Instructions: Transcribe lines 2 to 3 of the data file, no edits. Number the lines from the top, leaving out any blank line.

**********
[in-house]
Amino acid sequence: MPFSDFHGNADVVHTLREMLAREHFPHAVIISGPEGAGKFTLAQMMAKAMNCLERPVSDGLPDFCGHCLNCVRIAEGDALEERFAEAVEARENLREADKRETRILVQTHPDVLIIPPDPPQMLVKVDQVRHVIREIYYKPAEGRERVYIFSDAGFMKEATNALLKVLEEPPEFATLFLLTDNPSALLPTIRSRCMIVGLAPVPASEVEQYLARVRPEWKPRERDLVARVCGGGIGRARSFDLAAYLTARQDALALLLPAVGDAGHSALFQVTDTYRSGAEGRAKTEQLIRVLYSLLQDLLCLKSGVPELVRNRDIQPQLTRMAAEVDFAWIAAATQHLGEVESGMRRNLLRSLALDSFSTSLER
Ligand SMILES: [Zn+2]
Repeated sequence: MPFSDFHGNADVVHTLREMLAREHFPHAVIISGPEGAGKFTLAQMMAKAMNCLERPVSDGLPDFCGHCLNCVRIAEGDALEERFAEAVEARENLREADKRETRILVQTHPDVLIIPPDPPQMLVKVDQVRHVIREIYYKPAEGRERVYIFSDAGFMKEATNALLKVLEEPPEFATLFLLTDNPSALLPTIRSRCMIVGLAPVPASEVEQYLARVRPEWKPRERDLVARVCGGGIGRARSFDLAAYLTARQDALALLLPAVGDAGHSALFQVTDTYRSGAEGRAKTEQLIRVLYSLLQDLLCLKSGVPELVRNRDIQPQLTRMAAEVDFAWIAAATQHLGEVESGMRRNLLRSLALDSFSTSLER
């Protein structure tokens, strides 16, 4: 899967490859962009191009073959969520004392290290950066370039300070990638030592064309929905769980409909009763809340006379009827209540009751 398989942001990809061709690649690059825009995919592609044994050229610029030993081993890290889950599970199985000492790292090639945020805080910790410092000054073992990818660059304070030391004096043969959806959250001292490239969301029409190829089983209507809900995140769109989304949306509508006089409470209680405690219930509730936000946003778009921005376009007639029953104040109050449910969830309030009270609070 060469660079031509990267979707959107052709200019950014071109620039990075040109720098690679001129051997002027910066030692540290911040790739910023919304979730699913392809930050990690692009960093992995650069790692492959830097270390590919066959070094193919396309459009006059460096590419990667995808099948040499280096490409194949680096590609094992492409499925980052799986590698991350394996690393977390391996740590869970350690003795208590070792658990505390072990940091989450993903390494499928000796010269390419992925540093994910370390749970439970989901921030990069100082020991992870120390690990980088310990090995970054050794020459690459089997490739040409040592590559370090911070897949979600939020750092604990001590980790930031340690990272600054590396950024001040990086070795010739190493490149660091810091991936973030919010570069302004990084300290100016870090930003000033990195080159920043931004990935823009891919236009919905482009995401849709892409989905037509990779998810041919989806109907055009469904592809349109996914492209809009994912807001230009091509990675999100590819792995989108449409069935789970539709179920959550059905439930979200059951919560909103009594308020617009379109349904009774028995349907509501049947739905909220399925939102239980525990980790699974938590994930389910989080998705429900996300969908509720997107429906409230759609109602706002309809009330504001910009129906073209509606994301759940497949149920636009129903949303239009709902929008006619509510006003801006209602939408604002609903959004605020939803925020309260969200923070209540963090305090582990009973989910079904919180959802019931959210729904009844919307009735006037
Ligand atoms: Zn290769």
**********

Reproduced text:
Amino acid sequence: MPFSDFHGNADVVHTLREMLAREHFPHAVIISGPEGAGKFTLAQMMAKAMNCLERPVSDGLPDFCGHCLNCVRIAEGDALEERFAEAVEARENLREADKRETRILVQTHPDVLIIPPDPPQMLVKVDQVRHVIREIYYKPAEGRERVYIFSDAGFMKEATNALLKVLEEPPEFATLFLLTDNPSALLPTIRSRCMIVGLAPVPASEVEQYLARVRPEWKPRERDLVARVCGGGIGRARSFDLAAYLTARQDALALLLPAVGDAGHSALFQVTDTYRSGAEGRAKTEQLIRVLYSLLQDLLCLKSGVPELVRNRDIQPQLTRMAAEVDFAWIAAATQHLGEVESGMRRNLLRSLALDSFSTSLER
Ligand SMILES: [Zn+2]